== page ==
Q&A: Building Owner Incarcerated for Mortgage Fraud

Q I live in a 28-building garden apartment complex with 56 units per building—some of which are rent stabilized, others of which were sold as condos. The owner of the complex is now in jail in connection with his company’s fraudulent mortgage activities. Tenants are now receiving foreclosure threats and eviction notices. How can we protect ourselves? Will banks evict residents based on the building owner’s illegal activities?

—Fretful Resident

A “The Anti-Eviction Act governs this matter pertaining to the garden complex you describe, says Jennifer Loheac, an attorney with the Woodbridge, New Jersey-based law firm of Greenbaum, Rowe, Smith & Davis LLP.“Public policy in New Jersey as drafted by our legislators and emphasized by our courts, protects blameless tenants from eviction, irrespective of a landlord’s personal issues and even hardships.This stance is largely in response to severe shortages of rental housing in the state and a desire to discourage wrongful and arbitrary evictions, particularly of low-income and elderly people.A landlord may only evict tenants for good cause, which is defined in the act as failing to pay rent, causing continued disorder and disturbance, damaging property either purposely or through gross negligence, or refusing to abide by basic reasonable rules contained in the lease.

“A landlord may also evict in other certain limited situations that have nothing to do with a tenant’s own actions, such as when a governmental entity cites the property as “uninhabitable” or when a landlord is converting a rental project to a condominium. Even though landlords may evict tenants when converting rental property to a condominium, the process is statutorily prescribed, calling for generous notice to tenants and very clear written communications by the landlord advising tenants of rights and remedies.

“Essentially, the landlord is required to give pre-conversion tenants three years’ notice or until the written lease expires (whichever is longer), as well as assistance to find comparable housing. For any tenancies started after the unit was officially converted to a condominium, the landlord must provide a statement advising that the apartment is being converted to a condominium and that the tenant will have 60 days notice if the landlord finds a buyer. The notice also provides that if the tenant moves out and the landlord does not complete the sale, the landlord is liable for treble damages and court costs. As protective as the law is for the average tenant, the law isevenmore stringentfor underprivileged people, the elderly or handicap. Federal law will preempt to protect those tenants with rent subsidy, and qualified senior and handicap tenants have protected status pursuant toState law, namely the“Senior Citizens and Disabled Protected Tenancy Act” as well as the “Tenant Protection Act of 1992.“Under these acts, anyone who is disabled or 62 years of age or older and resided in the rental project prior to conversion may be entitled to protected status for up to 40 years. Please be aware that there are income qualifications to this.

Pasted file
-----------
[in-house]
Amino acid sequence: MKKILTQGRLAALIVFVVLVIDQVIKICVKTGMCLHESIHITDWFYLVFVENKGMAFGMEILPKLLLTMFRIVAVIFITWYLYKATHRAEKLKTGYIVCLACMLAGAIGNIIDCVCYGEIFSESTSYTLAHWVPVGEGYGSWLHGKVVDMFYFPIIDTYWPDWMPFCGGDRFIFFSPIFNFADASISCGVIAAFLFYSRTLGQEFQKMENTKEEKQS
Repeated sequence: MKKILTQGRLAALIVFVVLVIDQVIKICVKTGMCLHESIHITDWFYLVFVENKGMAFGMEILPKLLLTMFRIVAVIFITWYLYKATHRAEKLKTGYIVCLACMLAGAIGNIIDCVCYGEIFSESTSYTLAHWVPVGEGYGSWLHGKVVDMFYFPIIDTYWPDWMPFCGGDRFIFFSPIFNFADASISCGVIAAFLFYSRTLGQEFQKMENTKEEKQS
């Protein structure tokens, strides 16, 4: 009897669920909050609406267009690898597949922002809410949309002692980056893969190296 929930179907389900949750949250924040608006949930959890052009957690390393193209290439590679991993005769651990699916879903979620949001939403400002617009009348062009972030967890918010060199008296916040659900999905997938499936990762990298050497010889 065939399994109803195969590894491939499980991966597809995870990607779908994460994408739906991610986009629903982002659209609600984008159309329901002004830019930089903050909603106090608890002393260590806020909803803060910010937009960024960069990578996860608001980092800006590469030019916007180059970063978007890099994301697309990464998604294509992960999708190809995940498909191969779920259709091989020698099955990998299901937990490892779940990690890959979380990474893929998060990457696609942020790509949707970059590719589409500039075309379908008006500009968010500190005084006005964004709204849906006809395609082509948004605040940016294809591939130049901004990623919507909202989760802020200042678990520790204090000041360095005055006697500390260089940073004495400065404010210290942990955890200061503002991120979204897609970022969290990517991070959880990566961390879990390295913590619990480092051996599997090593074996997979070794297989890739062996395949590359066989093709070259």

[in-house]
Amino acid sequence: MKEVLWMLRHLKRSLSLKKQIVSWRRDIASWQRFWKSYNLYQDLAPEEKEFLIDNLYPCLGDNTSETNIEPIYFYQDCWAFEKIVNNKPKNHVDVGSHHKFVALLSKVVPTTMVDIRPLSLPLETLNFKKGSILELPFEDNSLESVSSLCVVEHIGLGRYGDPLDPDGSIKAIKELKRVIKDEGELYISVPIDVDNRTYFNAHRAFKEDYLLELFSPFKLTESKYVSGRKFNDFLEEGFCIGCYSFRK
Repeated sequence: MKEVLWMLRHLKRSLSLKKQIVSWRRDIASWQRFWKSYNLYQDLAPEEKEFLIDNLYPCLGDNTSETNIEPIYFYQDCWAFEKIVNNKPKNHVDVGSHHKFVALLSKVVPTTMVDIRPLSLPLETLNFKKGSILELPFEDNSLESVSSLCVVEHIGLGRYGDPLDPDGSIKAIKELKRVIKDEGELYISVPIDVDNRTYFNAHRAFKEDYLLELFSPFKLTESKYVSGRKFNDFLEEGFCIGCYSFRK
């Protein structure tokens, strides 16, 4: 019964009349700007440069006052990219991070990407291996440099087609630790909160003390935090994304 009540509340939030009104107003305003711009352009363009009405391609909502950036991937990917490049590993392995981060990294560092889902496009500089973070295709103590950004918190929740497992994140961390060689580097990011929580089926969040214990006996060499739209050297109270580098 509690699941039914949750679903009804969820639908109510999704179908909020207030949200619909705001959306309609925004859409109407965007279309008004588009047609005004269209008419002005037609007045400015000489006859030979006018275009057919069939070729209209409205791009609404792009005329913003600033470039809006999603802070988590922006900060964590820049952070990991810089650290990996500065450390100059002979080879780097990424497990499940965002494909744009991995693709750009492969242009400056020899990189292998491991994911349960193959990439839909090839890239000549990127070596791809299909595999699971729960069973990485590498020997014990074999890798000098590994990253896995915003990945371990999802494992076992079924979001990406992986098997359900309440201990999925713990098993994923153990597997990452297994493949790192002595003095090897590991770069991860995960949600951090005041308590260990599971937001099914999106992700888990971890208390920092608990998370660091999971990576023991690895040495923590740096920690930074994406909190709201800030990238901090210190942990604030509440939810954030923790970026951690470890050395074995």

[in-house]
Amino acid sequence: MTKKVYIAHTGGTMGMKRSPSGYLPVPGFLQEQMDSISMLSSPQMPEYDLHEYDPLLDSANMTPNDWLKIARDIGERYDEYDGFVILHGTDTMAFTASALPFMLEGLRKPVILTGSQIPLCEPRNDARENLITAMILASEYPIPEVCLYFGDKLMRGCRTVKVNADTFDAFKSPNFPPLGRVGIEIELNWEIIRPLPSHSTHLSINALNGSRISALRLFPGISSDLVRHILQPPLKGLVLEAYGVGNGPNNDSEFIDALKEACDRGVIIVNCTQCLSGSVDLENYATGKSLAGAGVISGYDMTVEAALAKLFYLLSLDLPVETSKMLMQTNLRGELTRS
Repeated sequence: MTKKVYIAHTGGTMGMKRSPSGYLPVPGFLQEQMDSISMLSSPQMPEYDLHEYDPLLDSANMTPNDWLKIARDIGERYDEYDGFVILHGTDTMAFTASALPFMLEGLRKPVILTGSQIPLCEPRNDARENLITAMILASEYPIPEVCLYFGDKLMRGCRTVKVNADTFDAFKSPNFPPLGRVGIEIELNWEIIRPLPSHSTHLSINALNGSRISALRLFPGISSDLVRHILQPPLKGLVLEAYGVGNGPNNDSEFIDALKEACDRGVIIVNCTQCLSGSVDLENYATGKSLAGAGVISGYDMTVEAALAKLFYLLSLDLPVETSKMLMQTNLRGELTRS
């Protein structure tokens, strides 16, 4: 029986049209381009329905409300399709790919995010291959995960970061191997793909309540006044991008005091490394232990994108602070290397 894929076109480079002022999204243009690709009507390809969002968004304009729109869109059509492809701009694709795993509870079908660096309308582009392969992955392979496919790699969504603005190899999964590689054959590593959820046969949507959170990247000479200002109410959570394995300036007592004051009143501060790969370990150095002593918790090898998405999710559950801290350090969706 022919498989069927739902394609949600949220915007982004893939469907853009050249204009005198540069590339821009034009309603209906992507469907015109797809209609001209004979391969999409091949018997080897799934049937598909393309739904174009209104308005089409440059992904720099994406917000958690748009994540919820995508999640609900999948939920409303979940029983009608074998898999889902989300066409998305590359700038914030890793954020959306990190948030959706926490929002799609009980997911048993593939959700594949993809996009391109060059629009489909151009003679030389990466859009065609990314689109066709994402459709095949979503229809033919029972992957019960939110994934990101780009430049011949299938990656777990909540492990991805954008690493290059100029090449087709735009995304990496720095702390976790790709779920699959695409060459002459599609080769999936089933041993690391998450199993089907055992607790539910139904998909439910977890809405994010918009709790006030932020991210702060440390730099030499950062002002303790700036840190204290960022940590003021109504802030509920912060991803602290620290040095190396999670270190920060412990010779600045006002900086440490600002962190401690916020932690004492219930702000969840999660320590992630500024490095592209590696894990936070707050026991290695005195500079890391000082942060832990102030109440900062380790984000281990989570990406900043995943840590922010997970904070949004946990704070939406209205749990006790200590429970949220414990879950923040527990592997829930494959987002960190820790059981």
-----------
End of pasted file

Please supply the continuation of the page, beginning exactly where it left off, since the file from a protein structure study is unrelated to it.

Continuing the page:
“Finally, the Anti-Eviction Act, as amended, applies to foreclosing mortgagees as well. Irrespective of whether the tenancy was established before or after execution of the mortgage, tenants are protected from eviction by foreclosing mortgagees. So, in your scenario, even though the landlord is in jail and banks are seeking to foreclose, the law, even then, does not abandon its protection of the tenant. That said, it is very important for tenants who are in receipt of eviction notices to contact an attorney or legal aid to better assess their individual situation. There are time limits for invoking certain rights, and this is best handled on a case-by-case basis.”

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